Well that was fast! Last Friday, we alerted you that the National Flood Insurance Program (NFIP), which was set to expire on May 31st, was extended for two weeks, until June 14th. Yesterday; however, the Senate’s disaster relief plan was given the green light by the House and, once the President signs, will extend the NFIP through September 30, 2019.
Our hope is that before September the powers that be will find a longer-term solution to keeping the NFIP afloat.
Flood Insurance Extended
For those of you that keep an eye on the never-ending saga of the National Flood Insurance Program (NFIP), we have some good news, some bad news and some kind of good news.
In case you missed it, the NFIP was set to expire today (May 31st); however, yesterday the House approved an extension to fund the NFIP (good news) … for two weeks (bad news). So, they have until June 14th to come up with another plan.
The kind of good news is that the Senate does have a disaster relief package in the works which, if approved, will extend the NFIP for six months. It’s not a long-term solution but we’ll have to take what we can get.
What do fair lending and disparate impact have to do with the new private flood insurance rules?
July 1, 2019, is the “go date” for the new private flood insurance requirements, which basically say that if a borrower provides the bank with a private flood insurance policy and it meets the definition of private flood insurance under the Rule, the bank is required to accept it.
Now it’s not quite that simple but you get the idea.
Since the Rule came out; however, there have been some evolutions. One of the things that keeps coming up is the issue of fair lending and disparate impact.
Within the Rule, there are two types of private policies where a bank is allowed to apply discretion with respect to whether or not they want to accept the private policy.
Listen to the video as Jerod explains more.
Since we are in the business of providing solutions, we’ve put together a last-minute webinar on the Private Flood Insurance Rules that will be held on May 29, 2019. We’ll spend 30 minutes giving you the latest and greatest information we have. We’ll look at the requirements and the evolution since the Final Rule was issued. All this in time so you have time to adjust your program/procedures if necessary.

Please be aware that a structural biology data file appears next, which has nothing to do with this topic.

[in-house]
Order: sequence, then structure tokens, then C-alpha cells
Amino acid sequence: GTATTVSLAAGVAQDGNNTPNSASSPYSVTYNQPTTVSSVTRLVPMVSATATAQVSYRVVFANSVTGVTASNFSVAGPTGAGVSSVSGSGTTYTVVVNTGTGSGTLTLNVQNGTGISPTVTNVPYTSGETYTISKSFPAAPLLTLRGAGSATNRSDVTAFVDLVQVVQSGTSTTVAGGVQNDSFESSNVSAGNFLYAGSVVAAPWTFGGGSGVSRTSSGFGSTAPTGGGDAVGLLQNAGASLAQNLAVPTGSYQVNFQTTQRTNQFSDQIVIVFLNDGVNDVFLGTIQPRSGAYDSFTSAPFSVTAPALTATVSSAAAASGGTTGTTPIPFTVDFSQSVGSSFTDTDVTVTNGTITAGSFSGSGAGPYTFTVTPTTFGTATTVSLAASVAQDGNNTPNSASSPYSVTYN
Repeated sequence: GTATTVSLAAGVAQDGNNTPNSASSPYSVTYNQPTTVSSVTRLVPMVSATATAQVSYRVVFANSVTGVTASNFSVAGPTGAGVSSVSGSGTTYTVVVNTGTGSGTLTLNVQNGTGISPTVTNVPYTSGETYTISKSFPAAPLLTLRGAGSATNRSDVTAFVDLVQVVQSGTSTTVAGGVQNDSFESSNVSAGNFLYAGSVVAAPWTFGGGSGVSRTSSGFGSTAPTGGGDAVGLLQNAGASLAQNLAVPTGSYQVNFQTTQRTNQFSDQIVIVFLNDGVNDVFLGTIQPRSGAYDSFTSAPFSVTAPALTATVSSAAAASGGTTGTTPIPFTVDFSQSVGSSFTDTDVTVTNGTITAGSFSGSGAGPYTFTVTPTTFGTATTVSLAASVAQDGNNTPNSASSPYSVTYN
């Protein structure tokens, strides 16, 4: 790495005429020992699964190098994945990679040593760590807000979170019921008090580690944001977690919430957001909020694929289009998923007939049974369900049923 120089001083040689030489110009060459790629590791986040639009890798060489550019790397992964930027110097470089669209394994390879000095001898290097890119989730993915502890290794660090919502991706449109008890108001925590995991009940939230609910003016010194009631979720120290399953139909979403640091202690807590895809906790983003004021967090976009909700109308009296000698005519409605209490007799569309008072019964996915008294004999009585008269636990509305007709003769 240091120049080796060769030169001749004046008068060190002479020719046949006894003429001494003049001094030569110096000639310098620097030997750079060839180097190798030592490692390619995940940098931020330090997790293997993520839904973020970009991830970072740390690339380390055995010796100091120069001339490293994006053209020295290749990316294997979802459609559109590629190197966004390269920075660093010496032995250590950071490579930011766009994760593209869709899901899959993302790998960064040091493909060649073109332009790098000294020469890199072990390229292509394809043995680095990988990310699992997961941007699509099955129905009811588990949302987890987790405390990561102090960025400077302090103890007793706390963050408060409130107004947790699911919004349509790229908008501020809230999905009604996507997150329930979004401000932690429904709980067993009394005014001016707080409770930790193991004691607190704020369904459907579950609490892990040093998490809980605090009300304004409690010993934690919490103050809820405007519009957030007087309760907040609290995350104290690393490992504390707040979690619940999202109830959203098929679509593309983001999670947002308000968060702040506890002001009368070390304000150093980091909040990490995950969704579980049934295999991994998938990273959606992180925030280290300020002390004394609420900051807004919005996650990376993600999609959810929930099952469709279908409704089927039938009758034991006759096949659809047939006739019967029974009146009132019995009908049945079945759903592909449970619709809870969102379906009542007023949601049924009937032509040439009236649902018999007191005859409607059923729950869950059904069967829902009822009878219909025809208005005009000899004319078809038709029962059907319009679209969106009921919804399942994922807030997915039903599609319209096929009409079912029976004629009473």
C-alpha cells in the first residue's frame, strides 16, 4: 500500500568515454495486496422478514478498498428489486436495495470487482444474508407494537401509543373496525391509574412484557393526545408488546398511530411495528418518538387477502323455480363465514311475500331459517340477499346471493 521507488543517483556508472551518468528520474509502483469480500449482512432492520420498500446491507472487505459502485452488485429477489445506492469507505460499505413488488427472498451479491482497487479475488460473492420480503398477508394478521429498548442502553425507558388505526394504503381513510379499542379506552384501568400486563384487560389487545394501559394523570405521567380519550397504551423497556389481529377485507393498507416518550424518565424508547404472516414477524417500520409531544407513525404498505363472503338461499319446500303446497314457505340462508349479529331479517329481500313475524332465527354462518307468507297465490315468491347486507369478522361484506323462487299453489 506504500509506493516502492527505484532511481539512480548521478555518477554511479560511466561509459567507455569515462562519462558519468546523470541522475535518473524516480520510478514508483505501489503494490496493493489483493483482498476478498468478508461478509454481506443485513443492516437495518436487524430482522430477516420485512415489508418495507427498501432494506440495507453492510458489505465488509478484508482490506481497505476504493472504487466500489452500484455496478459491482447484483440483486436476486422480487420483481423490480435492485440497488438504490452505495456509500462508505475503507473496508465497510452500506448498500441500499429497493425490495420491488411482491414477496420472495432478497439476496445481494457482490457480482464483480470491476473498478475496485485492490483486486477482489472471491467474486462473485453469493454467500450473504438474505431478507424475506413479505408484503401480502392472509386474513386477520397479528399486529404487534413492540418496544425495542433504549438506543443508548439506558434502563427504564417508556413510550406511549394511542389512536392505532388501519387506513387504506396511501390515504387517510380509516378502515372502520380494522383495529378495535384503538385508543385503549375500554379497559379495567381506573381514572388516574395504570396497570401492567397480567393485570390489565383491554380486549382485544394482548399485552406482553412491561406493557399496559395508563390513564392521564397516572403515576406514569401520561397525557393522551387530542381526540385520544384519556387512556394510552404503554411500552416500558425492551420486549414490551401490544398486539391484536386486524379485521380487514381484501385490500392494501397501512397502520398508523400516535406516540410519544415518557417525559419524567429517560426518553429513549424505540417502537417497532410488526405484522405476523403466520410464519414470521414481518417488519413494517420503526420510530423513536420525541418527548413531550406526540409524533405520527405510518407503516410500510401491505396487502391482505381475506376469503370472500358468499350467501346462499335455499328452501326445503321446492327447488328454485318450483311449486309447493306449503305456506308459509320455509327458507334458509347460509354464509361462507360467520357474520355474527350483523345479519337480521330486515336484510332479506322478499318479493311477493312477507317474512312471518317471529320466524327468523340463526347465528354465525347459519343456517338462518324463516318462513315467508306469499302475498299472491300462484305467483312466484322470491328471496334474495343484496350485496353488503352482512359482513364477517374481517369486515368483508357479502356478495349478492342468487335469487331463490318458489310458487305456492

The industry is beginning to adapt to the New Private Flood Insurance Rules as we get closer to the July 1, 2019 mandatory compliance date. We have already discussed this new Rule in previous blogs but there is one recent development that has caused some confusion.
The new Rule mentions a Compliance Aide Statement that lenders may rely on when they are looking at a private policy. Specifically, if a private policy contains the statement, a lender may accept the policy.
We’ve recently seen a few private flood policies that include the Compliance Aide Statement but it is followed by a disclaimer stating that “the insurer is not licensed in the state or jurisdiction in which the property is located”. The Rule also requires that private policies can only be accepted from licensed insurers!
So, what gives?
In some cases, it appears that the “unlicensed insurer” is actually working with a local insurance agent or broker who IS licensed in the state. There is also flexibility with policies issued by “surplus lines insurers”. These are usually a large insurance company (like Lloyd’s of London, for example) that insure areas that a regular insurance company will not. The key is to have a surplus lines insurer that is “not disapproved” by the insurance regulator.
In short, if you see such a disclaimer, don’t panic. The Compliance Aide Statement was designed to make it easier to evaluate the policy and you can rely upon it.
When it comes to flood insurance coverage, you have to look at the “lesser” of three things…the loan balance, the insurable value, and the maximum available through the National Flood Insurance Program. While the loan amount and the NFIP limits are pretty easy to come up with, determining the insurable value can be troublesome. This is because there isn’t just one way to determine insurable value.
Listen to the video as Dave walks you through some of the confusion.
This is just one of many flood insurance topics that we will cover in our two-part Flood Insurance webinar series on March 19th & March 26th. We will walk you through flood insurance from A to Z in plain English and help demystify these complicated requirements. See you then!
As you probably already know, the flood rules have this quirky requirement that says you need to obtain flood insurance in an amount sufficient to cover the lesser of three things: 1) the principal balance of the loan (or loans if there are multiple properties secured by the property); 2) the “insurable value” of the property (this is a complicated topic); or, 3) the maximum insurance available under the National Flood Insurance Program ($250,000 for most residences and $500,000 for most non-dwelling properties).